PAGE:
Kenneth Baker reviews John Meyer: Diptychs at George Lawson Gallery, San Francisco, on view through June 13, 2015.
Baker writes: "The installation at Lawson permits visitors to see that the incidence of light on the paintings’ surfaces matters crucially to their definition, or self-definition. Yet even the surest perception of such aspects, under what seem close to ideal viewing conditions, feels tentative, subject to vagaries of changing daylight, viewing angle and our common incapacity finally to see as others see. Explicitness and elusiveness converge in Meyer’s work with an intensity we seldom see in contemporary art, irrespective of style. That flavor of experience can reach an exquisite, almost excruciating intensity in paintings where Meyer brought color into play, such as “Untitled Diptych #6 (Blue/White)” (1994)."
A. Bascove reviews Joan Snyder: Sub Rosa at Franklin Parrasch Gallery, New York, on view through June 20, 2015.
Bascove writes: "Snyder is in full mastery here. Her use of multiple materials, lush color, and the tension of opposites; the thin washes under built up mounds of paint and paper mache, the stark contrast of pale clotted creams, whites and golds with intense deep rose, wine reds, and black purples. She continues her exploration of various textures of fabric and glitter with the integration of organic materials pulled from the earth. An embodiment of memory, hand written words and thoughts, are repeated and distorted to the point of illegibility. These are works of the primal emotions, of passion and loss."
Zachary Keeting and Christopher Joy visit the studio of painter Paul Pagk.
Pagk comments: "The experience I'm going for is different than what happens when I'm painting them... I'm trying to get to a place I don't know ... then it can capture my attention... I don't want paintings to arrive at final ideas too fast."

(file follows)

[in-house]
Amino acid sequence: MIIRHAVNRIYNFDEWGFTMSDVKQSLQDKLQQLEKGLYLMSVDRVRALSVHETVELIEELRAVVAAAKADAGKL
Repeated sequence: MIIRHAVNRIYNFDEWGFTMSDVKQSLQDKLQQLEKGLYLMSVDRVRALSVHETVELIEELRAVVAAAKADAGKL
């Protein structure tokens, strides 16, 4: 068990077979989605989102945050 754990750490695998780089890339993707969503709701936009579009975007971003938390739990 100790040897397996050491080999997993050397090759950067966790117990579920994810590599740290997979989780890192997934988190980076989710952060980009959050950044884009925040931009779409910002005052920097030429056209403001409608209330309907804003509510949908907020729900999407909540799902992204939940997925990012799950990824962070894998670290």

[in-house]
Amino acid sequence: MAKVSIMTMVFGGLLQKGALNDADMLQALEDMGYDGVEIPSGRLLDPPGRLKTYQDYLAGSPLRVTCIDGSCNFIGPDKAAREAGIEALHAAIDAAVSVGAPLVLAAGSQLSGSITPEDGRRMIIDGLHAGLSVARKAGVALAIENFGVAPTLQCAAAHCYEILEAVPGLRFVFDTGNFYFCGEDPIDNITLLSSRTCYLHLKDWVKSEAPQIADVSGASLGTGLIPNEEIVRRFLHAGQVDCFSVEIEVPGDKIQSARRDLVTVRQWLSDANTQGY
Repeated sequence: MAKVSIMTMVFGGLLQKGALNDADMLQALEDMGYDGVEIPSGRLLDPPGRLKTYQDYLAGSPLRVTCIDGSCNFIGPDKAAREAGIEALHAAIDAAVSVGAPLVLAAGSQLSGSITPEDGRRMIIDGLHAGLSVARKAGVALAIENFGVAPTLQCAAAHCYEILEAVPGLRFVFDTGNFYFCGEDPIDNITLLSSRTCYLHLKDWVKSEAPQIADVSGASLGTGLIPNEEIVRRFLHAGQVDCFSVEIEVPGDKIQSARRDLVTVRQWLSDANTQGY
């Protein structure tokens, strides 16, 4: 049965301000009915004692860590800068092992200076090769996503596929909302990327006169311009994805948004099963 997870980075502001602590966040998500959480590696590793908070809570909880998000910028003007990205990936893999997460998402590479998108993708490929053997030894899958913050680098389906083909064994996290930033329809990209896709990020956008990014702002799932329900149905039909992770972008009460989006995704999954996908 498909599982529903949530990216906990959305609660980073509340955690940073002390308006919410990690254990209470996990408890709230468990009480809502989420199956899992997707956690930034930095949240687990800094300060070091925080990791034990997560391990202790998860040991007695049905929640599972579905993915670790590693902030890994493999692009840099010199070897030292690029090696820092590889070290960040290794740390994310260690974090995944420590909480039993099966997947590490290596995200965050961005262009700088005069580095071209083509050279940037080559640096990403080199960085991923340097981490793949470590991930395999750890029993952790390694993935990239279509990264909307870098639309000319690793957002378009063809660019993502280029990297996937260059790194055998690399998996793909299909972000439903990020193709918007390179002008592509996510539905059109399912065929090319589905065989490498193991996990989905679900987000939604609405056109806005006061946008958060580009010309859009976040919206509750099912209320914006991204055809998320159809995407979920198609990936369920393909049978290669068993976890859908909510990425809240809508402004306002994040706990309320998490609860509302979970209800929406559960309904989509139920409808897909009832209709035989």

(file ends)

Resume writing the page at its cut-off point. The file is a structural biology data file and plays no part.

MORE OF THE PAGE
Brenda Goodman recalls the experience of making her 1985 painting Breakthrough.
Goodman writes: "The middle of the right hand side wasn’t working but it was so beautiful I didn’t want to give it up. I was standing on the edge of the abyss but willfully chose not to jump in. I did not want to 'wreck' this painting but was afraid there would be no light on the other end. I had never before or after felt this anxiety so intensely. The jump would mean letting go of that precious section and I would have to TRUST that something else would appear — and that something would resolve and complete the painting. After days of struggle I finally let go. I wiped out that area, and Presto…the painting was quickly finished. More than 30 years later, that abyss isn’t so scary anymore because I know if I let go of my will and ego and paint out the precious area the painting will finish itself in no time. If you do this over and over you acquire a level of trust that makes it easier. This process, I believe, is the most spiritual aspect of making a painting. Letting go, surrender and trust."
Edited by artist Brett Baker, Painters' Table highlights writing from the painting blogosphere as it is published and serves as a platform for exploring blogs that focus primarily on the subject of painting.